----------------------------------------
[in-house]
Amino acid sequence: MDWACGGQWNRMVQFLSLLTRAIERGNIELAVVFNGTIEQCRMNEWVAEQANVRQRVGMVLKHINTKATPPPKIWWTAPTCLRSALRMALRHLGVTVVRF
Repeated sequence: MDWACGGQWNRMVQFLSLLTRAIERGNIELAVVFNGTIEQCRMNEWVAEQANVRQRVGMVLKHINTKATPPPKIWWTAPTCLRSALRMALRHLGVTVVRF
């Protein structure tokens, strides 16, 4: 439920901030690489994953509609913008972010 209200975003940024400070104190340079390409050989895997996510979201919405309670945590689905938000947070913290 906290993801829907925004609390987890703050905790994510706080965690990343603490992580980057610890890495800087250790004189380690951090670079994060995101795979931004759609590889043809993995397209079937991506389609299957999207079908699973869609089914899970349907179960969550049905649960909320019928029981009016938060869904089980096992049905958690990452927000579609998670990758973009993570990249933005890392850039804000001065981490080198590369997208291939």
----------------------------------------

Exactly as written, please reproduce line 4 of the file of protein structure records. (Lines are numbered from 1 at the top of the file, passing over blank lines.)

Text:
């Protein structure tokens, strides 16, 4: 439920901030690489994953509609913008972010 209200975003940024400070104190340079390409050989895997996510979201919405309670945590689905938000947070913290 906290993801829907925004609390987890703050905790994510706080965690990343603490992580980057610890890495800087250790004189380690951090670079994060995101795979931004759609590889043809993995397209079937991506389609299957999207079908699973869609089914899970349907179960969550049905649960909320019928029981009016938060869904089980096992049905958690990452927000579609998670990758973009993570990249933005890392850039804000001065981490080198590369997208291939």